Rocker Gary Glitter Convicted Of Sex Abuse : The Two-Way The jury convicted the 70-year-old of six offenses, including attempted rape, four counts of indecent assault and one of having sex with a girl under the age of 13.
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Rocker Gary Glitter Convicted Of Sex Abuse

British pop star Gary Glitter, real name Paul Gadd, arrives at Southwark Crown Court in London, on Thursday. A jury convicted Glitter, born Paul Gadd, of sex offences in the 1970s and '80s against girls between the ages of 8 and 13. Kirsty Wigglesworth/AP hide caption

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Kirsty Wigglesworth/AP

British pop star Gary Glitter, real name Paul Gadd, arrives at Southwark Crown Court in London, on Thursday. A jury convicted Glitter, born Paul Gadd, of sex offences in the 1970s and '80s against girls between the ages of 8 and 13.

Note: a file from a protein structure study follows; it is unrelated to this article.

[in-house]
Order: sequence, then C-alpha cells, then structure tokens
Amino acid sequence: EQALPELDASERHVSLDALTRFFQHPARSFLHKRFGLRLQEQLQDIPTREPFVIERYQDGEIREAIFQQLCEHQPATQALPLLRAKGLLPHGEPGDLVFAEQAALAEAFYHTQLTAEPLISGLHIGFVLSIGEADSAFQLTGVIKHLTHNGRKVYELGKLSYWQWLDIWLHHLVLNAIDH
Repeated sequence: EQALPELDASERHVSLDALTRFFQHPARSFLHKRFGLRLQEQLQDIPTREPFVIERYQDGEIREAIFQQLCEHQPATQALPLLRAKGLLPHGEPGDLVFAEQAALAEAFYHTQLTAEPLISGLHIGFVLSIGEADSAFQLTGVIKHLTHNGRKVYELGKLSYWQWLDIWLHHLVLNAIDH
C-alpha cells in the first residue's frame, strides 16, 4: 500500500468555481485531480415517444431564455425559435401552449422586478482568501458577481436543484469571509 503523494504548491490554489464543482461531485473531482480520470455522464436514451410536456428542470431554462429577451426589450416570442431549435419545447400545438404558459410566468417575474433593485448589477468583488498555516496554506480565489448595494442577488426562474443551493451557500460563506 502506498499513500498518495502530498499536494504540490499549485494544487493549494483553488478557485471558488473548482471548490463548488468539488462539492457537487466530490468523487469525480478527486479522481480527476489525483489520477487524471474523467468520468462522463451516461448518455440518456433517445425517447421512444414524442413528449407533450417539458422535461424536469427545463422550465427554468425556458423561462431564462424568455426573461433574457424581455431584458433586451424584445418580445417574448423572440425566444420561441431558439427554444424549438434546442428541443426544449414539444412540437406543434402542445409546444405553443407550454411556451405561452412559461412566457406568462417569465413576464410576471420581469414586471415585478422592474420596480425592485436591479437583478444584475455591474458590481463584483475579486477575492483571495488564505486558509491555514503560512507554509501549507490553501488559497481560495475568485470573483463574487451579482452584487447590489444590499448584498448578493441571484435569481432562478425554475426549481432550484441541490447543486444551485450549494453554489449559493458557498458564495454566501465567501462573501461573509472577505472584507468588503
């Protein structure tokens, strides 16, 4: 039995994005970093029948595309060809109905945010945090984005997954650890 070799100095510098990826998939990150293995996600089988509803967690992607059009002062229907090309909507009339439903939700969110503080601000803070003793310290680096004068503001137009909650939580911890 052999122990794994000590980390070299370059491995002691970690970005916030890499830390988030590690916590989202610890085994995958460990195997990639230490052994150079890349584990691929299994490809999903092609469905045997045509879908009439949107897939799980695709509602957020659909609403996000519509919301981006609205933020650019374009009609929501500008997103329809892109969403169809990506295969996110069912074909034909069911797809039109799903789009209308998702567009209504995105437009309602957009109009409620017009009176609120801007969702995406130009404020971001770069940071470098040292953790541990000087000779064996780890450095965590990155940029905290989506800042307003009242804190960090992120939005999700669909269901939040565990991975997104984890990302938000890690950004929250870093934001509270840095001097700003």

Kirsty Wigglesworth/AP

Rocker Gary Glitter, best known for the stadium rock anthem "Rock & Roll (Part 2)," has been convicted of sex offenses during the 1970s and '80s against girls between the ages of 8 and 13.

The jury convicted the 70-year-old of six offenses, including attempted rape, four counts of indecent assault and one of having sex with a girl under the age of 13. That last charge carries a life sentence.

Judge Alistair McCreath said Glitter, born Paul Gadd, will remain in jail until he is sentenced on Feb. 27.

Glitter, who was arrested in October 2012, has denied the allegations against him. He was previously convicted of child sex abuse in 2006 in Vietnam and sentenced to three years in prison. In 1999, he was convicted of possessing as many as 4,000 images of child abuse and jailed for four months.

The Guardian reported that Glitter "raised his eyebrows and looked shocked when the verdicts were read out. He blew kisses to the public gallery, full of reporters, as he was led down to the cells."

Prosecutors had said the "immunity of fame" had left the father of three unpunished for his crimes for decades.

Glitter was the first person to be arrested as part of the British investigation into allegations of child abuse against the late BBC television host Jimmy Savile.